WITH THE U.S. MARINES IN CENTRAL IRAQ - They didn't know the name of the Iraqi soldier they killed, but India Company's machine gun team yesterday replayed again and again the events that led to his death.
How Cpl. Bryson Medlock, the father from Minnesota, spotted the smoke of a rocket-propelled grenade launcher coming from a break in a pile of sandbags.
How Pfc. Benjamin Putnam, the shy evangelical Christian, fed the 7.62 mm rounds into the M-240 Gulf machine gun.
How Pfc. Keith Pelton, a deer hunter from Missouri, aimed and pulled the trigger, unleashing 30 rounds on the target until the Iraqi's gun fell silent.
"It was extreme. It was an adrenaline rush," said 19-year-old Pelton as he stood in his foxhole yesterday searching for ways to describe his first taste of combat in Iraq.
No one in the Marine Corps' 3rd Battalion, 5th Regiment, could quite put a finger on how best to communicate what it was like to be there early Tuesday when they repelled an ambush by the Iraqi army.
About 40 Iraqis were killed and 30 others taken prisoner during an intense firefight. One Marine was killed when a rocket-propelled grenade hit his vehicle and a second was injured.
The battle lasted 15 minutes. But the Marines agreed that in that short period of time, something had changed for all of them. They had come to war and experienced combat - something many members of the military never experience.
Yesterday, as the Marines took a morning to relax, catch up on sleep and regroup after the fight, nearly everyone in the company had a story to tell or tell again. About the Iraqis crushed underneath the tracks of a Marine assault vehicle. About the accuracy of the Marines' marksmanship. The way the Iraqis then shot up their hands and surrendered.
At times, a few Marines admitted that they realized how much they felt afraid.
Company officers said that for the Marines it was some of the closest fighting since the start of the war and perhaps since the Vietnam War.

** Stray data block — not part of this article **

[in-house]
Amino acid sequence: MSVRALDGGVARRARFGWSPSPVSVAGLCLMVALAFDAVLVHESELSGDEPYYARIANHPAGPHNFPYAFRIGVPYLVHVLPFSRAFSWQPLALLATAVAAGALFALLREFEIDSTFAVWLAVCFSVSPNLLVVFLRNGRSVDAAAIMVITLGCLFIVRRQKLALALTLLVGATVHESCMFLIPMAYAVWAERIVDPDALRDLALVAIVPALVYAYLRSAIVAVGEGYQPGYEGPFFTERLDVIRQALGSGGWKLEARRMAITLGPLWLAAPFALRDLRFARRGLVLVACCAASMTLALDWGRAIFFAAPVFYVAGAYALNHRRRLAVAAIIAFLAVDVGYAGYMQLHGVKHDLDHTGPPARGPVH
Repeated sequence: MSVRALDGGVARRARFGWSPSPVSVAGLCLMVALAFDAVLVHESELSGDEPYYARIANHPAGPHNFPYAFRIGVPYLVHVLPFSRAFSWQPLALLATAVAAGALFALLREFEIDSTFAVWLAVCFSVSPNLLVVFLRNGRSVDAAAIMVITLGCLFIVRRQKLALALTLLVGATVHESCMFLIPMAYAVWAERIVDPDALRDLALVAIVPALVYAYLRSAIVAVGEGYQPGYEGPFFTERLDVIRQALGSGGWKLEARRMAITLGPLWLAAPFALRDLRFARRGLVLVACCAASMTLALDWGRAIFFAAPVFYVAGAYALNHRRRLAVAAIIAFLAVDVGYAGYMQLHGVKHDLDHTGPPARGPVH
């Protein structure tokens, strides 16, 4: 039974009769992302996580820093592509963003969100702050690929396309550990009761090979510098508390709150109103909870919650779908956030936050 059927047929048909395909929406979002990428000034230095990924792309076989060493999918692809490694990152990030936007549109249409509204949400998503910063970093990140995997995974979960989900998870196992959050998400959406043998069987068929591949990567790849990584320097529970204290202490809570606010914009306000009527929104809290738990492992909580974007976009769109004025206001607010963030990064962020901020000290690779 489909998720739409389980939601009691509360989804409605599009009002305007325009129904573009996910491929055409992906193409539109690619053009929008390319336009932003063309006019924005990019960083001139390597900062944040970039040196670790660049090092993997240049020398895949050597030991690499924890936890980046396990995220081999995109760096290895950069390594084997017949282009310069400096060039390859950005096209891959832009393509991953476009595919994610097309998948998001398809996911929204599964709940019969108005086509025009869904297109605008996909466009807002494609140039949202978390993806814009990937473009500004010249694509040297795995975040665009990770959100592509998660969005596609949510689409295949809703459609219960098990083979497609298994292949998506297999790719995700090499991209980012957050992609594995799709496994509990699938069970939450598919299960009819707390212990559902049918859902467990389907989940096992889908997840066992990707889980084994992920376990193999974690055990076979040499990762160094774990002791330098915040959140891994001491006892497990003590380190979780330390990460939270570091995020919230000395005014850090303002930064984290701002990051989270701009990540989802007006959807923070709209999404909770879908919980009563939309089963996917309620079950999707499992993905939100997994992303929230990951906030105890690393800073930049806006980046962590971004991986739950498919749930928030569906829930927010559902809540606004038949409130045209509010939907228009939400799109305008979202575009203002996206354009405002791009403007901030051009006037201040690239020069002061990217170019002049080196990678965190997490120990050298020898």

Some officers yesterday talked about writing up reports for commendations for members of the company who demonstrated bravery in the firefight.
Lt. Col. Carl Mundy, commander of the Marines 3rd Battalion, 5th Regiment, choked up, nearly shedding a tear as he remembered watching Marines push over the sand berm where the heavily armed Iraqis were firing on a Marine convoy.
Members of the machine gun company attempted to convey the experience of being in combat to one another.
"It was surreal. Everything slowed down. It was like coming into a room and having 30 people taking pictures of you," recalled Cpl. Medlock, 24, from Minneapolis, as he tried to describe what it was like to see the attack start.
He considers himself very lucky to have survived. So lucky that Medlock wonders if they could be so lucky again in this war.
"I've seen combat. I've done that. Now I want to leave with all my friends and get back for my boy," he said, pointing to an ultrasound of his 4-month-old son that he has carefully taped to the butt of his M-16.
Medlock is concerned about the battles he will likely experience in the days and weeks ahead.
"Now I know these guys are not going to give up. This is their house and we are coming to knock on their door," he said. "It gives me the jitters just thinking about it."
Disturbing, too, was the scene after the end of the firefight, the Marines said. The bodies of Iraqi soldiers littered a long trench beyond the sand berm where Iraqi troops surprised the passing convoy.
They have been trained to see such scenes, they said. But there was nothing like seeing it in person.
"I saw people firing and I thought, `This is war.' I saw the bodies and I though `This is real,'" said Pfc. Putnam, a fresh-faced 18-year-old from St. Paul, Minn.
"I felt compassion for them," he said. But he felt no guilt for his part in the war.
"They have their cause. We have ours. If you look at the Bible you'll see that God has a place in war," he said.
"This," he went on, pointing to the muddy desert landscape that was the center of ancient Mesopotamia where he was in a foxhole, "is a place of the Bible. This is where many wars were fought."
"If all goes well we'll democratize Iraq. Even if we are taking lives, we are saving others," Putnam said. "When we were helping the Iraqi prisoners some of them were smiling. We are not terrible killers."